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David Brat speaks to supporters Tuesday night.
Associated Press/Photo by P. Kevin Morley/Richmond Times-Dispatch
David Brat speaks to supporters Tuesday night.

David Brat’s ‘miracle’ victory in Virginia

Election | The college professor credits God for his unexpected defeat of Eric Cantor, one of the most powerful Republicans in Washington

WASHINGTON—In an “unbelievable miracle” he attributed to God, college economics professor David Brat defeated incumbent representative and House Majority Leader Eric Cantor in Virginia’s Republican primary Tuesday.

Cantor’s shocking loss in the state’s 7th Congressional District serves as a stern rebuke to establishment politicians and provides the most visible sign yet of grassroots voters’ frustrations with the status quo in Washington. Cantor becomes the first lawmaker to lose a primary while holding the House majority leader position, providing a jolt to the recent conventional narrative that the GOP establishment had gained the upper hand during this primary season.

Brat won even though Cantor raised considerably more money. Brat took in a little more than $200,000 while Cantor, who has occupied the House majority leader position since 2011, raised nearly $5.5 million. But Brat said, “The good news is dollars don’t vote. People do.” His victory illustrated how the district’s voters, who Brat characterized as fed up with Washington, could not be swayed by who spent the most dollars.

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“I just paid attention to people,” Brat said in a Fox News interview on Tuesday night. “If you go door to door knocking, the American people know the country is heading in the wrong direction.”

Many Washington insiders—from lawmakers and their staffs to journalists and lobbyists—thought Cantor would cruise to victory. But it was Brat, benefiting from the persistent support of conservative figures such as Laura Ingraham and Ann Coulter, who could boast about a win that wasn’t close. The professor, who teaches Third World economics at Randolph-Macon College in Ashland, Va., won with a solid 55.5 percent of the vote to Cantor’s 44.5 percent.

Brat did not credit himself with the 11-point win. He opened his victory speech Tuesday night with Luke 18:27: “Jesus replied, ‘What is impossible with man is possible with God.’” His crowd of supporters cheered wildly. Later in an interview with Sean Hannity on Fox News, Brat continued to praise God for his victory.

“It’s a miracle,” said Brat, who earned a master’s degree in divinity at Princeton Theological Seminary. “I’m a believer, so I’m humbled that God gave us this win. I was blessed. … God acts through people. And God acted through the people.”

Suffering the biggest election upset since then House Speaker Tom Foley, D-Wash., lost to Republican George Nethercutt in the 1994 general election, Cantor, 51, will finish his seventh congressional term in December. He told his stunned supporters Tuesday night that serving in Congress was one of his life’s highest honors.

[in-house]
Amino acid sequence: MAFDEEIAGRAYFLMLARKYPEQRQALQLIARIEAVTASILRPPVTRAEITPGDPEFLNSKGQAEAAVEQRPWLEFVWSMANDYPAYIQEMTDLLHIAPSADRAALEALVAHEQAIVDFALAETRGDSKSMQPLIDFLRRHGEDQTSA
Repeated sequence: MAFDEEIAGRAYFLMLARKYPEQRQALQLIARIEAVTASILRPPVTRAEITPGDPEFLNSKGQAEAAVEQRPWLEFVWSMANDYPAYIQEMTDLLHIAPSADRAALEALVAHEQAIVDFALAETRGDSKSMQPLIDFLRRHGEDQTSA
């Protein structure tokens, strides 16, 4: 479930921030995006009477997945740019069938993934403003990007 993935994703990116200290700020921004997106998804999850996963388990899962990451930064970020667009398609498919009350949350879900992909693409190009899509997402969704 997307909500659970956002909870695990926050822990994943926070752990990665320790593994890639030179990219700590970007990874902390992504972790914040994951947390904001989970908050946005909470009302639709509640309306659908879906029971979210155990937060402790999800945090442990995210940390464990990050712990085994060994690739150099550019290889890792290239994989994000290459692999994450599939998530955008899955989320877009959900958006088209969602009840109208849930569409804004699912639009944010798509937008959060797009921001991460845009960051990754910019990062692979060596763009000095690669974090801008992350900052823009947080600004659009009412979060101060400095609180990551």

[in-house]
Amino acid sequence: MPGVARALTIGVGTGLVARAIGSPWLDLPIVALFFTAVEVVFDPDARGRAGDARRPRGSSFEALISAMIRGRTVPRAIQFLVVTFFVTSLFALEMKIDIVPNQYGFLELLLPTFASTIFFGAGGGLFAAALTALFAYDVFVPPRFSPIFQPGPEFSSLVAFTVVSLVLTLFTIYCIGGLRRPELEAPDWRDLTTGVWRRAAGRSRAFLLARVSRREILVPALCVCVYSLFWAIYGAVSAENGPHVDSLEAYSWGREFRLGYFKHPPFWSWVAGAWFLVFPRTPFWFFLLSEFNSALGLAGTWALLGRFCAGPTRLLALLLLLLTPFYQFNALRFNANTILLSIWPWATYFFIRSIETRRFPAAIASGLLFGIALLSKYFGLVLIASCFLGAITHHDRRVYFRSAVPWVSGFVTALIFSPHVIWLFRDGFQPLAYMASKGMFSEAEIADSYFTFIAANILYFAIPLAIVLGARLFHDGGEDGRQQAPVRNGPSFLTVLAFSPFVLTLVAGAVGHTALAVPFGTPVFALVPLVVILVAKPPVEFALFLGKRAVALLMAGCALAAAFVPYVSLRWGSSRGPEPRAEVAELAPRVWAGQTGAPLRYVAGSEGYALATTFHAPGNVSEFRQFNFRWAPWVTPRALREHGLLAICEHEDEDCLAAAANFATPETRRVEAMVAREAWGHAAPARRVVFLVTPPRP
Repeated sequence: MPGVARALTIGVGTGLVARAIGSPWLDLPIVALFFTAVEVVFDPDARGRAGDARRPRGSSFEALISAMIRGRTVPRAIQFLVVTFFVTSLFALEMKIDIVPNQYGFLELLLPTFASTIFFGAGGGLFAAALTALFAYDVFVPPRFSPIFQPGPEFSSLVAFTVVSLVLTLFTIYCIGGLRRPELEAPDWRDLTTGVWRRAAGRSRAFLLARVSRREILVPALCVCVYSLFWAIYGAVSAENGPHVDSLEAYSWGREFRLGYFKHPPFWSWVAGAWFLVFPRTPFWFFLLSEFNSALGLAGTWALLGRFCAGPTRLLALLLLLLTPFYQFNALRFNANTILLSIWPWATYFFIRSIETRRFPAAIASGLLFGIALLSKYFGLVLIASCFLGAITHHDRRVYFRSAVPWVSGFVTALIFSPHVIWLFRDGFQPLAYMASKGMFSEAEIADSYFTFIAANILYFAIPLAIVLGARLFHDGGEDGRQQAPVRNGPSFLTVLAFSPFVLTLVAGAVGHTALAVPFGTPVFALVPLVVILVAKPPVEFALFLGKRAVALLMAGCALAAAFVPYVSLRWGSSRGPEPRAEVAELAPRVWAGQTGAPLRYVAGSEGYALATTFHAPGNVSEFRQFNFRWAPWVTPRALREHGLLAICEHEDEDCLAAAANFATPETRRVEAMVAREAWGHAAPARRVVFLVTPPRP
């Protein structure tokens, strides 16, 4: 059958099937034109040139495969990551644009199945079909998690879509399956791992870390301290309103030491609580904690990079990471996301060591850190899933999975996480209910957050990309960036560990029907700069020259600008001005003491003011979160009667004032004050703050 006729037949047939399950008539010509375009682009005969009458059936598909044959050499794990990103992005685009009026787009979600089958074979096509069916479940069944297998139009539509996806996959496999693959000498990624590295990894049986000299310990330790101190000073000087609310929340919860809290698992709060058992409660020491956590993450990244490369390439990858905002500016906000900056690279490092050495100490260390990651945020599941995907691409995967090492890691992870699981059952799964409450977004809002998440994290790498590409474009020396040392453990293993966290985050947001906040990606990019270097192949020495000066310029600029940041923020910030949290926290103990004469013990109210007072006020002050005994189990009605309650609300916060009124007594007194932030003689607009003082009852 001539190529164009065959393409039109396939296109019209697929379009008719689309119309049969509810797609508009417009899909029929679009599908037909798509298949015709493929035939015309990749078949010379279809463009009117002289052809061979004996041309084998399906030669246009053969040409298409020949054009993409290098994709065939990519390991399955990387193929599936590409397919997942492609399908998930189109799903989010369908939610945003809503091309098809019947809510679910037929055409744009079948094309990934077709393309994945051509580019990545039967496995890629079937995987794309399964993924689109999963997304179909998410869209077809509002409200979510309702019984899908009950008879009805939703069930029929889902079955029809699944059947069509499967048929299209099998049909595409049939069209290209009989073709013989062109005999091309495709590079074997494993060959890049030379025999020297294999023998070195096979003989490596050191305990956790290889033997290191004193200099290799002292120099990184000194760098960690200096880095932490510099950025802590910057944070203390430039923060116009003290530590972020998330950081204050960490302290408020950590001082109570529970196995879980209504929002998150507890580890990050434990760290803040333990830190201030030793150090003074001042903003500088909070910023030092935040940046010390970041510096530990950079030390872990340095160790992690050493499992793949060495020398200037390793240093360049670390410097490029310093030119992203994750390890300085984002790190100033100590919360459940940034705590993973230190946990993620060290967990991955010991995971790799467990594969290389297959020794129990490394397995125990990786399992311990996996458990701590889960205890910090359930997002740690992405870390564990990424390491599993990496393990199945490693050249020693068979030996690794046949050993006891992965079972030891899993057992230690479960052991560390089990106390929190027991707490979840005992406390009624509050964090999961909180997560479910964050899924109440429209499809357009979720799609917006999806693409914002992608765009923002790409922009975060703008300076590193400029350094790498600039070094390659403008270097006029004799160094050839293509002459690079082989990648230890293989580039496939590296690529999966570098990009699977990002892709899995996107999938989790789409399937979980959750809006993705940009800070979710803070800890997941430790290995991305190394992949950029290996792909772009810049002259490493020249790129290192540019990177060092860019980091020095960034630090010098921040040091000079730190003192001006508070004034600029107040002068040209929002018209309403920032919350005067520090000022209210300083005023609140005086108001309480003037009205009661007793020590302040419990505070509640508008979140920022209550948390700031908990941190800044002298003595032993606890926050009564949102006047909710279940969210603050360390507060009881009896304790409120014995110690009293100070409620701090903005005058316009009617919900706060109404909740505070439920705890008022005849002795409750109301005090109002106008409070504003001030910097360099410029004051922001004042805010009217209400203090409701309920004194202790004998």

“I know there’s a lot of long faces here tonight,” Cantor said. “It’s disappointing for sure, but I believe in this country. I believe there’s opportunity around the next corner for all of us.”

The abrupt end of Cantor’s time in the House will be analyzed for weeks. But some attribute it, at least in part, to his stance on immigration. Brat characterized Cantor as too soft on immigration, calling Cantor’s support for giving citizenship to some children of illegal immigrants a form of amnesty. Cantor’s exit will surely change the dynamics of the immigration debate and other controversial legislation on Capitol Hill, as other veteran lawmakers will look over their shoulders at potential grassroots challengers before casting votes.

When Brat, 49, announced his candidacy in January, he pledged to be “Cantor’s term limit.” With a doctorate in economics, Brat supports free market principles and limited government. He claims too many mainline GOP representatives have expanded government and forgotten their conservative ideals. Brat said federal government leaders have run amuck with their preference for top-down centralizing of most functions. 

“I don’t think the federal government should be involved in making my life work,” he said.

Brat now moves on to the Nov. 4 general election, where he will run against another Randolph-Macon professor: Democrat Jack Trammell. The district is strongly Republican.

Despite this primary season being considered a key measuring stick for the clout of the tea party, many of the national tea party groups stayed out of this Virginia primary. Most probably doubted Brat’s chances. Outside groups spent between $5,000 and $10,000 against Cantor, with the bulk of the dollars coming from a new political action committee called We Deserve Better.

But those same national tea party groups were quick to jump on the Brat bandwagon after Tuesday’s results. The Madison Project’s Daniel Horowitz said, “Just a few short weeks ago, the establishment was working the media over trying to shut the coffin on conservatives and the tea party.” And the Tea Party Patriots Citizens Fund Chairman Jenny Beth Martin released a statement claiming Brat won because he “harnessed the outrage at Washington” and focused it on one leader.

With additional reporting from Rikki Elizabeth Stinnette.

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